In 2017, the Dr. Michael Conti School No. 5 broke ground on an innovative stormwater management project in partnership with the Jersey City Municipal Utilities Authority (JCMUA), the Rutgers Cooperative Extension Water Resources Program, Jersey City Board of Education, and Jersey City START (Stormwater Treatment and Resiliency Team). The project is, funded by the JCMUA through a New Jersey Environmental Infrastructure Trust low-interest loan. Downspout planter boxes, porous asphalt, and tree trenches provide storage for stormwater runoff, cleaning it and releasing it slowly into the sewer system to reduce localized flooding and combined sewer overflows. In addition, the downspout planter boxes provide ecological benefits, beautify the school, and provide an outdoor living lab for STEM education.
182 Merseles St, Jersey City, NJ 07302
Implementation Project Cost:
Pervious pavements, downspout planter boxes, tree trenchesAnnual Stormwater Capture: over 185,000 gallons
At the Elysian Fields Community Garden behind Paterson Public School No. 5, the city transformed a once-vacant lot into a beautiful community garden. But the garden had no source of clean water for irrigation. In 2015, community members of Elysian Fields, the Paterson Public School No. 5, the Passaic Valley Sewerage Commission, and the Rutgers Cooperative Extension Water Resources Program partnered to install a rainwater harvesting system that provides access to water to the 37 families gardening in Elysian Fields. Passaic Valley Sewerage Commission funded the installation of a 2,500-gallon cistern and a pump to ensure the water reaches the garden. The unique partnership between Elysian Fields Community Garden and the private property owner made possible the rainwater harvesting system as well as the electrical connection that powers the pump.
430 Totowa Avenue, Paterson, NJ 07502
Implementation Project Cost:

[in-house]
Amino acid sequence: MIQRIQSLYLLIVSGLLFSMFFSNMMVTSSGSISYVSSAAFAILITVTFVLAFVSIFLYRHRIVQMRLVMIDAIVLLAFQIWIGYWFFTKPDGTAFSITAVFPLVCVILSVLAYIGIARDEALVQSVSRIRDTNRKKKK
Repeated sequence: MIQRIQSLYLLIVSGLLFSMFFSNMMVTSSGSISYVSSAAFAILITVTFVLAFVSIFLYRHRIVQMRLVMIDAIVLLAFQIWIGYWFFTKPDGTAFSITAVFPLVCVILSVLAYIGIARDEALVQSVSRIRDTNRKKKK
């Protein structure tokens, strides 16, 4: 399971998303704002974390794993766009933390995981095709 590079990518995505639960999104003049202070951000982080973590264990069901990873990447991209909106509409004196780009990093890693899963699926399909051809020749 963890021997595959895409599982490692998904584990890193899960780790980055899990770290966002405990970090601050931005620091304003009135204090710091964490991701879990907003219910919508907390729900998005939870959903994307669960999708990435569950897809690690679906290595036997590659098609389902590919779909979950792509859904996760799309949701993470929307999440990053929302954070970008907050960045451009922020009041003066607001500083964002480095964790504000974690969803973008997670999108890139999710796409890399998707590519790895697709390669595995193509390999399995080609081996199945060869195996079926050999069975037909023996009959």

Rainwater Harvesting SystemAnnual Stormwater Capture: estimated 13,058 gallons
Adopt-a-Catch Basin programs beautify neighborhoods, reduce localized flooding, and help stop litter and debris from entering local waterways by encouraging residents to take care of a catch basin. Jersey City and Newark both have programs.
Compost Bin and Rain Barrel Sale
The Essex County Environmental Commission launched a bin and barrel garden sale to promote home composting, reduce waste, and capture rainwater to irrigate home gardens. The program offered The Earth Machine home compost bins at a discounted price of $50 (retail value $100) and 55-gallon rain barrels for $65.
Rain Barrel Giveaway Programs
Rain barrel giveaway programs are great opportunities to engage and educate residents about water conservation and stormwater management. Municipal staff can provide property owners with a rain barrel for free or at a reduced cost. Contact the Rutgers Cooperative Extension Water Resources Program to learn how to sponsor a rain barrel giveaway in your community.
Newark Rain Barrel Program
Jersey City Rain Barrel Program
Rain Garden Rebate Program
The Rutgers Cooperative Extension Water Resources Program partnered with the New Jersey Water Supply Authority Watershed Protection Program to offer rebates to homeowners who build rain gardens. Contact the Rutgers Cooperative Extension Water Resources Program to learn how to sponsor a rain garden rebate program in your town.
Year of Water
2017 was a ‘Year of Water’ for Jersey City. The initiative included a variety of events and programming designed to raise awareness around water infrastructure and conservation within the Jersey City community.
The Interactive Yard
The Interactive Yard is a tool designed to help you convert a yard from a lawn-dominated landscape into one that features beds with “Jersey-friendly” plants. As you transform the yard, you will remove high-maintenance lawn areas and reduce the need for fertilizers, add beds with native plants, reduce stormwater runoff and create habitat for wildlife and pollinators.
Green Infrastructure (GI) Wiz
GIWiz offers you access to a repository of EPA-sourced green infrastructure tools and resources designed to support and promote sustainable water management and community planning decisions. The tools and resources available through GIWiz will help you analyze problems, understand management options, calculate design parameters, analyze costs and benefits, evaluate tradeoffs, engage stakeholders, and/or develop education and outreach campaigns.
Rain Barrel Program
Take an active role in recycling rainwater – install a rain barrel at your house! Rain barrels collect about 50 gallons of water that can be used to water your lawn and plants. Harvesting rainwater has conserves water, prevents runoff pollution, saves money on water bills and can help prevent basement flooding.